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What should a professional expect in a course that provides global learning?

By   /  June 14, 2022  /  Comments Off on What should a professional expect in a course that provides global learning?

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By Dr Veena Jadhav, Associate Dean, MGB and Associate Professor (Leadership and HRM), S P Jain School of Global Management.

The relevance of global learning took centre stage when management thinker and best-selling author Thomas L. Friedman claimed, ‘The World is Flat’! Freidman depicted a flat world with global markets that provide level playing opportunities for all players. However, the perennial challenge for professionals, both mature and entry level, is to continually invest in relevant skills and ever evolving competencies. The onset of the current pandemic has further accelerated the demand for professionals to recalibrate their skills to match the transformations taking place at workplaces.

Prior to the onset of the COVID-19 pandemic, several disruptions were affecting organisations, and in turn the professionals and business leaders. The impact of pandemic has forced organisations and individuals to embrace these changes to ensure survival and sustainability. Future of work and digital transformation is not a desirable goal anymore and COVID-19 pandemic has permanently modified workplaces with greater adoption of remote and virtual work.

According to a recent report by World Economic Forum (WEF), the new age of work will be characterised by radical new set of skills that would be essential to thrive in a highly dynamic and competitive global business environment. While professionals tend to gravitate towards acquiring more complex functional and technical skills, the area of soft skills remains an Achilles’ heel. The traditional ‘soft skills’, now deemed as ‘smart skills’, are increasingly understood to be the catalyst that differentiates a high performing business leader.

Global learning is one such ‘smart skill’ that is pivotal for the success of a business professional aspiring to lead a diverse, global team. According to the Association of American Colleges & Universities (AAC&U), global learning is “… a critical analysis of and an engagement with complex, interdependent global systems and legacies (such as natural, physical, social, cultural, economic, and political) and their implications for people’s lives and the earth’s sustainability.” Several other definitions are in vogue since global learning has been interpreted and defined in several different manner.

This can pose a challenge for a professional seeking to enrol in a course that provides global learning. A good starting point would be to assess global learning course based on the coverage of four essential dimensions: business environment, global mindset and beliefs, rituals and behaviours and real-life immersion.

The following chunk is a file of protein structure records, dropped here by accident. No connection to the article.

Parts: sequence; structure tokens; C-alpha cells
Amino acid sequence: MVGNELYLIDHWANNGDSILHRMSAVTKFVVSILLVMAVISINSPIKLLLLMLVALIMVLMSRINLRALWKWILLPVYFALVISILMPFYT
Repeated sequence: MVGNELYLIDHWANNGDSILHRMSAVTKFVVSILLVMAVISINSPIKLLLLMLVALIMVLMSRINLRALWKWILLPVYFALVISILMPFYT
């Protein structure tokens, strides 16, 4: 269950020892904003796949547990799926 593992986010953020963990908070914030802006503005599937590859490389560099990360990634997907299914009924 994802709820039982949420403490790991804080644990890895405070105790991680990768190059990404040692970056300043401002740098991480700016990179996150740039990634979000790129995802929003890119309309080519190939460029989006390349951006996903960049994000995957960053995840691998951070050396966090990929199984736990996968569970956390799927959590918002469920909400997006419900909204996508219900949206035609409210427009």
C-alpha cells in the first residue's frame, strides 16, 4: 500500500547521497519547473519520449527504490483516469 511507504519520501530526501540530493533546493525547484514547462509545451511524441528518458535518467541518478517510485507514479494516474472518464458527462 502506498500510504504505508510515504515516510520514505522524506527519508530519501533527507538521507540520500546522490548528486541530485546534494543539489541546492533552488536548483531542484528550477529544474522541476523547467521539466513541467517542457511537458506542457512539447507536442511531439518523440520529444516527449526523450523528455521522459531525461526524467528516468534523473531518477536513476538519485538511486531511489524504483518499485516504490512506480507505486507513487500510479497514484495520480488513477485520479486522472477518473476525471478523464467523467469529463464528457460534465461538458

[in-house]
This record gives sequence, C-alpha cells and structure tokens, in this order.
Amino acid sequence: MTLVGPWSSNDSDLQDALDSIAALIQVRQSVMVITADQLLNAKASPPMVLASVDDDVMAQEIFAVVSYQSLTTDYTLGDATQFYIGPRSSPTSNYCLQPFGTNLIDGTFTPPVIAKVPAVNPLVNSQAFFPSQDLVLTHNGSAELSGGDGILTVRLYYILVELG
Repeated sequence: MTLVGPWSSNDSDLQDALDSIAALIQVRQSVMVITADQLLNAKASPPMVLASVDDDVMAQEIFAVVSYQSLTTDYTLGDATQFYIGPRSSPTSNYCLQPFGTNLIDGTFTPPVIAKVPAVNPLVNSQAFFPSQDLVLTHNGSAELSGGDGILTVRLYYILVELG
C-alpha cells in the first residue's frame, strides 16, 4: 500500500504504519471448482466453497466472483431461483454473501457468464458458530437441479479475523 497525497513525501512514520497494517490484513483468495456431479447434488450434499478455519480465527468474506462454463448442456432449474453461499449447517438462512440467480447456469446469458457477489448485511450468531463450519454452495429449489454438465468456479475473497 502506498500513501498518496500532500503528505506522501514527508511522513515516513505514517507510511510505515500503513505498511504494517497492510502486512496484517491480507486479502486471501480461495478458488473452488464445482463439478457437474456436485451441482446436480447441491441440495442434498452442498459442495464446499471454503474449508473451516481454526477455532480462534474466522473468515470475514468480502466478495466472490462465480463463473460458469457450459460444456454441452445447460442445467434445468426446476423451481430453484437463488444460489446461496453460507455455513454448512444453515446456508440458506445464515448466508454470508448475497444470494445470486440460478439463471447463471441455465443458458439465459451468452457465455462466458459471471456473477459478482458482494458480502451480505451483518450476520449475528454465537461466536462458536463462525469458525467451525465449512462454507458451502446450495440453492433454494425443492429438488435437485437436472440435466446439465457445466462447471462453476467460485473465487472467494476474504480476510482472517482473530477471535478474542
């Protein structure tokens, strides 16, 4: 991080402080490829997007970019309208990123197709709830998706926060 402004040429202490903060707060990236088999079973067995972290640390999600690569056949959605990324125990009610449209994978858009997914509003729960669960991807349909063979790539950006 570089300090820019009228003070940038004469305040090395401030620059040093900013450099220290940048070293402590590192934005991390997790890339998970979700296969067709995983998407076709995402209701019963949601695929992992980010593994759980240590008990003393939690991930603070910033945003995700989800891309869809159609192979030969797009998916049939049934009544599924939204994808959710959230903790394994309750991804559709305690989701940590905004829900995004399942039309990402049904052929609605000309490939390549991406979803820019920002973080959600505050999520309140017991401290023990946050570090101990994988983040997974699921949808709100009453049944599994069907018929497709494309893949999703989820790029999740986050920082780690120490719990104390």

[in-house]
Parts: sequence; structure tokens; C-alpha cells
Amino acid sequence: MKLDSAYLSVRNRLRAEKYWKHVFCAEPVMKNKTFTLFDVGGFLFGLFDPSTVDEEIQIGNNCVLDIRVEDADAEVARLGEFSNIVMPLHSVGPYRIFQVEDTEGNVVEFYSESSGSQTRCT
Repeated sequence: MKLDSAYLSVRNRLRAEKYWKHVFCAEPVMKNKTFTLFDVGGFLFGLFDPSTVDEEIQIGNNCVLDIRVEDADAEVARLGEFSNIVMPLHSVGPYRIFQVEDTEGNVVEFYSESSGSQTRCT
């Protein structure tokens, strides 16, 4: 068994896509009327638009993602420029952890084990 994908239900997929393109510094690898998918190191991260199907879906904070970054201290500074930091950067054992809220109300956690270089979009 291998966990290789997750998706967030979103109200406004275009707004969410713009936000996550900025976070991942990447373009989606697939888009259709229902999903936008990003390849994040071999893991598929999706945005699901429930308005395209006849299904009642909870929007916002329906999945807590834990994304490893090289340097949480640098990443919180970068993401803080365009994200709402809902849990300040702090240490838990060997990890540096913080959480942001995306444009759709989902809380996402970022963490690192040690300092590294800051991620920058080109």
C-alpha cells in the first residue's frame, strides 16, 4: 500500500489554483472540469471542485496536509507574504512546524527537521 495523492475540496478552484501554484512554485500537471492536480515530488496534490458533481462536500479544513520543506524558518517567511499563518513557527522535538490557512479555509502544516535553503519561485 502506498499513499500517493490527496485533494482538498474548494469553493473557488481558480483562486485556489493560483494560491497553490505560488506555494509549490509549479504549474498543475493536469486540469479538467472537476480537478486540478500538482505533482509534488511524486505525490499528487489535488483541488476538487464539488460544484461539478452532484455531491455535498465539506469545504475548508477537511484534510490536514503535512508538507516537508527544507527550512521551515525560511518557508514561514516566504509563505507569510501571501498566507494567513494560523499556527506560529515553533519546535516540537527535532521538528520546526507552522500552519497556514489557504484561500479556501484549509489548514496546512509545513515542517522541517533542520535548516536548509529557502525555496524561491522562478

Business environment

Globalisation has made businesses and organisations adopt a borderless operating model, causing significant interlinkages and dependencies amongst different economies and markets at a macro level. A well-structured course equips the participant with an excellent understanding of the complexities and vagaries of global and regional business environment and develops acumen to predict its impact in their own settings.

Global mindset and beliefs

Global learning is all about openness to examine personal mindset and beliefs, without any prejudice and pre-set notions! It means being comfortable with difficult questions, uncomfortable, difficult and unexpected situations. Finally, it is also about being able to by challenge your beliefs adopt and adapt your mindset towards creating a more inclusive, humane and sustainable team, organisation and society at large. This is the core an effective global learning course.

Rituals and behaviours

Every region and society nurture its own unique rituals and behaviours that are linked to its history, cultural norms and social context. Many of these rituals and behaviours have a direct implication on the strategies and practices of firms and even customer behaviour. Developing a sound understanding of these rituals and their association with perception of ‘value’ is another important aspect of global learning. These insights enable professionals to establish strong trust based on shared values and behaviours while working with diverse customer and teams.

Real-life immersion

Eventually, the proof of the pudding is in the eating! While businesses are going virtual and digital, without real-life immersion and practical exposure to different regions, global learning will remain a theory in the minds of participants. While the pandemic has placed several restrictions on travel and immersion opportunities, the essence of global learning is regional immersion. A well curated and thought through immersion experience will not only have a lasting behavioural and attitudinal changes for the participants, but also grow professional networks in new markets.

About the Author: Dr Veena Jadhav, Associate Dean, MGB and Associate Professor (Leadership and HRM), S P Jain School of Global Management.
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